Saturday, September 1, 2012

No Windows 8 Metro Apps For Netbooks

Having been defeated by VMware 9 in my quest to build a Windows 8 virtual machine, I decided to blow out the Windows 7 Home Premium on my little netbook and see how it ran Windows 8. In fact, I am typing my post currently on Windows 8. So far the experience has been both wonderful and horrible. Wonderful because overall it runs smooth as silk. The hitching that I get watching video on this underpowered machine on every other OS goes away with Windows 8. It also somehow triples the Wi-Fi connection speed that I get way up in my hidey-hole room on the top floor. It's absolutely fantastic.


But, I cannot run any Metro apps and I never will be able to, if what people on the Internet are saying is true. Because pretty much every netbook on the market fails to meet the minimum hardware requirements of Metro.

I'm struggling to understand why Microsoft did this. Windows 8 don't-call-them-Metro apps are guaranteed to have a resolution of at least 1024x768. That's just great, except that pretty much all Netbooks currently on the market run a 1024x600 resolution for their 10 inch displays. With this one little requirement they rule out most netbooks from truly supporting Windows 8.

Now, correct me if I'm wrong here, but I thought the big push towards their Metro interface was to have a uniform consumer experience between all (usually small) devices. That's the reason I decided to install it on my netbook. I figured it was designed for small devices like phones, and well, a netbook is a small device, right? It seemed like a perfect fit.

It runs so well that I basically have no choice but to keep it. I either have to nuke all the Metro apps that don't run (which are most of them), or use a horrible workaround, which makes Windows scale the display to 1024x768 and stretches it. The work-around can be found here. It works fine and all the Metro apps work, but just that little bit of stretching makes everything on the screen look hideous. I think I'm going back to 1024x600 and I just won't use Metro. I'm not sure I could get used to the screen stretched like this, but for the record the work-around does work.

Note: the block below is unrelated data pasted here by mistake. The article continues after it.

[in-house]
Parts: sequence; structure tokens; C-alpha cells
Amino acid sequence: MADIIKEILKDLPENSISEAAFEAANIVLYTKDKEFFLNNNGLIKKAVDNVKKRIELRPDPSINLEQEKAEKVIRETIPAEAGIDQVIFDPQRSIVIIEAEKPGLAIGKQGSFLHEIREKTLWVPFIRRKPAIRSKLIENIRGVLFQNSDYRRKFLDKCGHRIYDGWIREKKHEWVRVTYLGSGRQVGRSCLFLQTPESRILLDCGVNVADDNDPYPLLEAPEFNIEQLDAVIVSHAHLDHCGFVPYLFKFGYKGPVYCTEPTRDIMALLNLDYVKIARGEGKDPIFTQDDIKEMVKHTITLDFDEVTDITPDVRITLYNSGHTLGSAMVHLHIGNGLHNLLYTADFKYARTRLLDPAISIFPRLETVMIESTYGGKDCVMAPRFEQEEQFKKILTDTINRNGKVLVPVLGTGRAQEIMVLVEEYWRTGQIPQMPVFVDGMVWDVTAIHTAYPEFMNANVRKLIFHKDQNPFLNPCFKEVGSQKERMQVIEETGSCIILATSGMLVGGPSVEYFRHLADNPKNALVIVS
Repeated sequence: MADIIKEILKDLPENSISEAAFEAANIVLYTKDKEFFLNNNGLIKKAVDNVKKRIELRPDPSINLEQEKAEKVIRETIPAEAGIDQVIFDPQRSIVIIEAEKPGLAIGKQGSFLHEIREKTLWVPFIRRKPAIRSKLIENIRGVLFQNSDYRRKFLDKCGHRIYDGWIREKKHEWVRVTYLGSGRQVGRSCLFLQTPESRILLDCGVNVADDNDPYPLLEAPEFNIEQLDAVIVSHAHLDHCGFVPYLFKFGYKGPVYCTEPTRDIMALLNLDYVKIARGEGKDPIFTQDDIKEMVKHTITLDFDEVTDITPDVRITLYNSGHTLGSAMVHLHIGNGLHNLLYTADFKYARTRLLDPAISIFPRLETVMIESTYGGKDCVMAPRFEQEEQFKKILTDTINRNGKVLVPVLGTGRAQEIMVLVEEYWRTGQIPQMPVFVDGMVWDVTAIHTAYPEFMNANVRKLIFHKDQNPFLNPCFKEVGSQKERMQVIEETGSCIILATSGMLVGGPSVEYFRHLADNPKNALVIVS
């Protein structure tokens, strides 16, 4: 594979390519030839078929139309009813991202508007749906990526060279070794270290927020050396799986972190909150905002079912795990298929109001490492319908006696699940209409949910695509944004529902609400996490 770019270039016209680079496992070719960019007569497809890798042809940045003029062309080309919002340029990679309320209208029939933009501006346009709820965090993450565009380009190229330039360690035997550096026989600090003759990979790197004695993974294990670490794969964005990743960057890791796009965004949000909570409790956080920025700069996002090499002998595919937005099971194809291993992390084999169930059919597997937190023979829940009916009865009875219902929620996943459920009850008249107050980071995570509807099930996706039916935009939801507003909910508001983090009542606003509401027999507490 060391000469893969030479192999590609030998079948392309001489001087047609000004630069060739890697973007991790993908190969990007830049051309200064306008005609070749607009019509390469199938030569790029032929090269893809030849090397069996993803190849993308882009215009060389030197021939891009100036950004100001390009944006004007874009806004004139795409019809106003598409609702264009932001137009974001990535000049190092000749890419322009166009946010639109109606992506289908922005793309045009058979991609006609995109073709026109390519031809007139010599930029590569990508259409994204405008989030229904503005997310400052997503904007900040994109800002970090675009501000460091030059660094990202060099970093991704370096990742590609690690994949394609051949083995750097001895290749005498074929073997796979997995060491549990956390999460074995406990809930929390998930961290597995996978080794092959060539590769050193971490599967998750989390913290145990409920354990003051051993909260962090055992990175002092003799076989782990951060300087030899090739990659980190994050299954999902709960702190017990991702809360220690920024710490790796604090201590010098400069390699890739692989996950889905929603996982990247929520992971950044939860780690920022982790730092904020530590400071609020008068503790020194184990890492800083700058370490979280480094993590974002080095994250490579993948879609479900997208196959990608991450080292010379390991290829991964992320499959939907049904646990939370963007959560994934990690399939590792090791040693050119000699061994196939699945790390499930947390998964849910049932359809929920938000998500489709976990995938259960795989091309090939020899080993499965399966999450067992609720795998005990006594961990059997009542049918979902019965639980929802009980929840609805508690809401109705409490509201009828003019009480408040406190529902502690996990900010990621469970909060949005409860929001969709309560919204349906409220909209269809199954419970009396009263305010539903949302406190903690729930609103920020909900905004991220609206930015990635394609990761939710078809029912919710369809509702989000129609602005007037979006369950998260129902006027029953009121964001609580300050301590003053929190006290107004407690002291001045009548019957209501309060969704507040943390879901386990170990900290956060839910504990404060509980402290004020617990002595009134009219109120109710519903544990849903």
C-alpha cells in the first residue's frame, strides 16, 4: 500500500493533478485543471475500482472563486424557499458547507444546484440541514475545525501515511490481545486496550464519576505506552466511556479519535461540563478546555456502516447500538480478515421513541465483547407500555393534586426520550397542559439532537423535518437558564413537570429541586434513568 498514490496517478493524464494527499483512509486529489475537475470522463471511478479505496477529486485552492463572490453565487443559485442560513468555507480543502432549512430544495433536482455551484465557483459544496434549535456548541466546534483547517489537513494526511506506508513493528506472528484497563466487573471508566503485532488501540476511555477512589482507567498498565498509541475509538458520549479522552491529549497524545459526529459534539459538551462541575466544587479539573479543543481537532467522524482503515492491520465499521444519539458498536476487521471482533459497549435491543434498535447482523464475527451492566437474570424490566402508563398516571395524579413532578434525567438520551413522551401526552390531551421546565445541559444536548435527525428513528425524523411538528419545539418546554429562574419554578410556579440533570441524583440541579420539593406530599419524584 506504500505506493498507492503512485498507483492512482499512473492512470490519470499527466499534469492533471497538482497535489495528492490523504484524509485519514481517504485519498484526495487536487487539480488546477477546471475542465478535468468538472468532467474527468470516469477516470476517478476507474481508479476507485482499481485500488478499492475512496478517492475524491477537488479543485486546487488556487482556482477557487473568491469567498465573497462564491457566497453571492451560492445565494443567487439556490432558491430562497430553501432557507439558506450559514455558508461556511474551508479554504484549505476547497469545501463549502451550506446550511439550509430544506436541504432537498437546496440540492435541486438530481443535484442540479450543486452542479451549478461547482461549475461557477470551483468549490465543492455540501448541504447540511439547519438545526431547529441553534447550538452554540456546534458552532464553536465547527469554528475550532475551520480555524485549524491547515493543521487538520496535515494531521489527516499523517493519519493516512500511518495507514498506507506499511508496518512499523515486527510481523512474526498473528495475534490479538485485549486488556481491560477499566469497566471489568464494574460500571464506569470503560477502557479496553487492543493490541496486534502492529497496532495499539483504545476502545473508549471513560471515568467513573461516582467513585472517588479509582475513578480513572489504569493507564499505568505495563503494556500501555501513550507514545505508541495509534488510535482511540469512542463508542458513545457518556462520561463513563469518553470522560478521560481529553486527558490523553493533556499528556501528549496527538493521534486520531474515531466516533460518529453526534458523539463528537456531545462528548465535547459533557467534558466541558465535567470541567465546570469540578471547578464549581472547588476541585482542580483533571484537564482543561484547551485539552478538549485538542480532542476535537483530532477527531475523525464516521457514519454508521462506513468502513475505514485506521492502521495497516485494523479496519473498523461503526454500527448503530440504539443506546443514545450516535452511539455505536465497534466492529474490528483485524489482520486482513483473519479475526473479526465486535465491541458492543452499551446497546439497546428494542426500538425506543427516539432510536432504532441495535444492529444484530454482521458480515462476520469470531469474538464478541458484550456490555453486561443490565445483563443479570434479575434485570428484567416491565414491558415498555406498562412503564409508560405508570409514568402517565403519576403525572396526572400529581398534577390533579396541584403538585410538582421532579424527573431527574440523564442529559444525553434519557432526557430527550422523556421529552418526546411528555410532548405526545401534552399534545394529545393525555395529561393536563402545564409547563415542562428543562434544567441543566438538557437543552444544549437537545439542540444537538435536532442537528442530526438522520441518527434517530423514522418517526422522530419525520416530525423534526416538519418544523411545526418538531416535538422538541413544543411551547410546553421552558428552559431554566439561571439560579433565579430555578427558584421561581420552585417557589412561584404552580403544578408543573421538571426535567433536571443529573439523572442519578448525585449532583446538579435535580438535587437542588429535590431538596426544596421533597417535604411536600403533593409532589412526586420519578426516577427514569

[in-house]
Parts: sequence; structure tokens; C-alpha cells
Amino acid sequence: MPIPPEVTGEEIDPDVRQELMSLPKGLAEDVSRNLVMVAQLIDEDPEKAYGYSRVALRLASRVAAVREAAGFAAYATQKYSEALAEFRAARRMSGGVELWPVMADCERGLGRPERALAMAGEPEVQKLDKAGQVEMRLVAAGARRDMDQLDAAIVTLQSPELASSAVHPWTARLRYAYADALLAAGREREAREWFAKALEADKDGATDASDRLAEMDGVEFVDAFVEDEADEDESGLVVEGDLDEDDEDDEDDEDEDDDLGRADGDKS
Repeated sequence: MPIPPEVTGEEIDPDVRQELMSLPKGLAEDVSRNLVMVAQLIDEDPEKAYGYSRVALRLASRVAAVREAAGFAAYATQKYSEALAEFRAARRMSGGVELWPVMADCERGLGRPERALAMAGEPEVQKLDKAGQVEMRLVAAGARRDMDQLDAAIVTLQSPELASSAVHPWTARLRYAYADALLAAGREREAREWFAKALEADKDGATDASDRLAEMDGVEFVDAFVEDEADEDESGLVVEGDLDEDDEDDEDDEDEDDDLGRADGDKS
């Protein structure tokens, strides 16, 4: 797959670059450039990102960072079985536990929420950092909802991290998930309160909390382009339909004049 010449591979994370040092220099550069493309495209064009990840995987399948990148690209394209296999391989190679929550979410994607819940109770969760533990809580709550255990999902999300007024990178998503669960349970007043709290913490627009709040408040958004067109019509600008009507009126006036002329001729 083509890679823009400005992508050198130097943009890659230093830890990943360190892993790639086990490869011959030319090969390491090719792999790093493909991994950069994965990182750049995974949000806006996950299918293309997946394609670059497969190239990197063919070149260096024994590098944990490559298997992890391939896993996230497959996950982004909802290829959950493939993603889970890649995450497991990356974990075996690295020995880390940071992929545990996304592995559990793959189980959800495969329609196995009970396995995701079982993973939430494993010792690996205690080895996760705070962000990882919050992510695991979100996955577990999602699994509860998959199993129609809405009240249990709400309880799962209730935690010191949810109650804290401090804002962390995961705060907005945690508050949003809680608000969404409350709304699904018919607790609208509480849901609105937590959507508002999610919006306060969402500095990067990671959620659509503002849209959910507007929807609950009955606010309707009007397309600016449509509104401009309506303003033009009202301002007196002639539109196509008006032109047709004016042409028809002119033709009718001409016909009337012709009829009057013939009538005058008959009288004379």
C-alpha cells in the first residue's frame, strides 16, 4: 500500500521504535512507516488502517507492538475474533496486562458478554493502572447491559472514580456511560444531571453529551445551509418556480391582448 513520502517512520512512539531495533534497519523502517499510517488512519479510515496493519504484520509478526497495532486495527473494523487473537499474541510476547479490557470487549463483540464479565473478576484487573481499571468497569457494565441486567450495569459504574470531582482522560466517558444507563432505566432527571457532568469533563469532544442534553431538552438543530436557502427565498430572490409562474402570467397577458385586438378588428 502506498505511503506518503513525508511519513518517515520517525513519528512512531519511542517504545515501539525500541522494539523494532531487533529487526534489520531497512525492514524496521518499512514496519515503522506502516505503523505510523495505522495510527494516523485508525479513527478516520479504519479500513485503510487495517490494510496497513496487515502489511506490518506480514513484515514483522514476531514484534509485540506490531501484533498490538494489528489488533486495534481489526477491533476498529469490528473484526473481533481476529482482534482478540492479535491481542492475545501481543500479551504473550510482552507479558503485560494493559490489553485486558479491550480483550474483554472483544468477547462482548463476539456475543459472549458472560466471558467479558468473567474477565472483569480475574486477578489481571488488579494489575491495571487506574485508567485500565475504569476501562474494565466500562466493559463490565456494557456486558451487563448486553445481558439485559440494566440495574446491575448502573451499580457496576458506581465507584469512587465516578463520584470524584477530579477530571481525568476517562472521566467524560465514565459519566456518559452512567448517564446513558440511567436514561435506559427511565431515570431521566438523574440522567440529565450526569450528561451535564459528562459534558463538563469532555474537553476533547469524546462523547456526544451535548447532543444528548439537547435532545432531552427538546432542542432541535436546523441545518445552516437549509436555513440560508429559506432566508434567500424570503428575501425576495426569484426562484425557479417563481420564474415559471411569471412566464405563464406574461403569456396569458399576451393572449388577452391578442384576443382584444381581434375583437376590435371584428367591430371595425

Again, other than not being able to use the main key feature of the operating system, the netbook is fantastic with Windows 8. I get most of my writing done in this room and do quite a few file transfers, and I have barely been able to get a connection here. File transfers take forever and sometimes time out. I don't know what it does with the radio, but the Wi-Fi is a whole different experience with it parked in the same place it's always been parked. Same hardware. Impressive.

And it plays youtube videos so smoothly now that it just blows away the best I could get it to work under Windows 7 Starter or Home Premium. This single core Atom netbook is barely powerful enough to surf the Internet, but it's almost a whole different machine under Windows 8. It's just really a shame that Microsoft doesn't support netbooks with this new version, because Windows 8 could be great on this little machine. Not everyone wants to do all of their work on a tablet and not everyone wants a bulky laptop or notebook.

So I have to choose between a stretched, hard to read screen or none of Metro working. I guess I'm just going to screw Metro and treat Windows 8 like it's Windows 7 with no Start button. Heh, how sad is that.

From what I am reading, there isn't any plan to change this requirement of Metro. But then again, there wasn't any plan to make Vista suck less either. So, we'll see what the consumers have to say.

My netbook's highest resolution is too low for Windows 8 Metro
My netbook's highest resolution is too low for Windows 8 Metro


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